Long live the Liberals

Now, traditionally I’m still a Liberal, as were my parents, and I don’t see any reason to change at this late stage. The Liberals have run the government mostly to my satisfaction for most of the past century—and looked after us very well since the Second World War ended and we took off our uniforms.
The Liberals sent a great number of us through college after the war, paying for our keep as well as tuition, and constantly alert to our every need ever since!
If I was completely broke right now, I’m sure the Department of Veterans Affairs need only to be told of my situation, or that of any other veterans still alive, and they would still stand by with sufficient relief.
We have been indebted to the Liberals for assistance of all kinds right along. If I itemized all the DVA aid I’ve been offered and received, it would make quite a list. Almost daily yet, I have been told about so many services available to veterans, I continue to be astonished.
And I don’t believe for a moment that the DVA helps us merely for political gain, either. Somehow, the Liberals have produced a formula that makes me proud to be a Canadian.
While I’m at it, I don’t intend to know any opposing parties because I am aware they all have their own good sides or they could not exist.
What set me off here, though, is a TV commercial planted by the NDP which may cost the socialists the veterans’ votes. It started by announcing some $10 billion are being bestowed by the Liberals as tax relief for corporations.
Those companies need all the help possible to keep going in most cases, considering the threat to industry across all Canada today, with reduced manufacturing of cars down east and paper-making all around us up here, for example, and undoubtedly troubles in running factories everywhere nowadays.
I can’t agree with that NDP message which asks what ordinary citizens are getting while corporations receive billions of government dollars. That answer is merely the picture of a big boot.
We all know that is a crazy statement from any responsible party.
• • •
I think of the Yukon when I start into this because poet Robert Service’s characters would have enjoyed Mine Centre, where we had mines named the Golden Star, Foley, and Paccito’s Orilia, where my dad worked for two years in the ’30s. Also the Lucky Coon and Manhattan.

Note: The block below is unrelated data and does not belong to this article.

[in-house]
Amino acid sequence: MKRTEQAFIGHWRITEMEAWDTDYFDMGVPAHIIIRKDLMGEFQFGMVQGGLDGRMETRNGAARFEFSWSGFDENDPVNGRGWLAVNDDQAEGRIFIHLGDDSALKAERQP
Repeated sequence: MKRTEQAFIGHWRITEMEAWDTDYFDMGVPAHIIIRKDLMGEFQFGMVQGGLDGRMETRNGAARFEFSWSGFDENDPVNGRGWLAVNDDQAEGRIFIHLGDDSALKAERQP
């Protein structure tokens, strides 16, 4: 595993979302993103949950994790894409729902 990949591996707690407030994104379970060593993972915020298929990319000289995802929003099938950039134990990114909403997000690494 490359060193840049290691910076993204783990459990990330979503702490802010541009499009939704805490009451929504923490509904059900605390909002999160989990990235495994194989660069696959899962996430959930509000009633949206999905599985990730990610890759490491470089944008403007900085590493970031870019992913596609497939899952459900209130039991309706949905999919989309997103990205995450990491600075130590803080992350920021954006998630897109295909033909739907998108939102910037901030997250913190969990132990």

At the latter pair, Russell Cone Sr. became almost a legend and started his son, Russell Jr., into a mining career eventually across the United States.
Prospectors included two named Jimmy, one being Rathwell and the other became a fatality I’ll never forget after he died at the Mine Centre hotel.
Arthur Stone, Doc Smiley, and Angelo Paccito all drowned—the first pair in Shoal Lake near the Foley and Paccito on Bad Vermilion, where he started his own mine that I remember well.
Stone befriended me as a youngster and came to our one-room log cabin regularly. He thought I might become a miner also, and gave me a sack full of ore samples that related to gold and also their values.
He was a college geologist, I believe.
Paccito came from Kirkland Lake, Ont., a well-known mining town. He had worked in a Porcupine mine.
All of the above, if they knew about the current Mine Centre excitement over gold, would be feeling rewarded for their own long-ago efforts because they always claimed that area could become much more famous with the proper mining companies in charge.
I’m still waiting to find out.
• • •
Something I will suggest for this election to keep us content in this corner of Canada: The federal government has to consider purchasing our international bridge right here and now!
This should not be considered any provincial matter!
It’s the right time to suggest that, possibly through town council, which should not go broke backing only doctors!
• • •
Sister-in-law Gail Madill of Winnipeg notified me that her cousin, Beulah Arason (Caldwell), has died. She was the wife of Walter Arason, who last I heard continued his great railroading career in Alberta.
• • •
Mrs. Bert (Margaret) Smeeth knew she was rich in grandchildren and all 13 came together for her recent birthday.
• • •
One of the biggest best-known and most active families in town are the popular Cousineaus and, after knowing only the eldest while attending high school, I obtained the full list from the youngest, Bernard.
Bob, Leon, Roy and Jim all went to war as fliers, the first named pair in the RCAF, and the others for the U.S. airforce.
As well, as two sisters, Joan and Rose-Marie, both gone now, there is also Louis, well-known local insurance agent, and Ray.
• • •
Coincidences keep surfacing in my career.
For instance, no sooner had I recalled the sad LaBelle fire story, where 18 members of that family lost their lives at Dance, north of Devlin, in 1938, then I met a young lady I mentioned as having been away from home, attending school at Emo, when that disaster occurred.
Now, Nell (Kennett) LaBelle, who recognized me, is residing in my apartment building, Aspen House. I had recalled her taking my late wife, Emily, and I to her home near the fire site.
Bruce Murray recalls it occurred on Thanksgiving Day. Since then, Nell married and mothered seven children.
• • • 
Vern Jones, who gave us Rainy Lake Airways, a rival to Rusty Myers on this side of the border, died the other day after suffering an infected cat scratch I’m told. Such scratches are know to be poisonous.
Vern had invested in the Holiday Inn in International Falls after settling his flying business. He was 82 and visiting Phoenix, Ariz. at the time of his passing.
• • •
A very Merry Christmas to all my faithful readers!
I’m away to Iowa until Dec. 27—maybe to see son-in-law, Dave Allison, win a hockey game.

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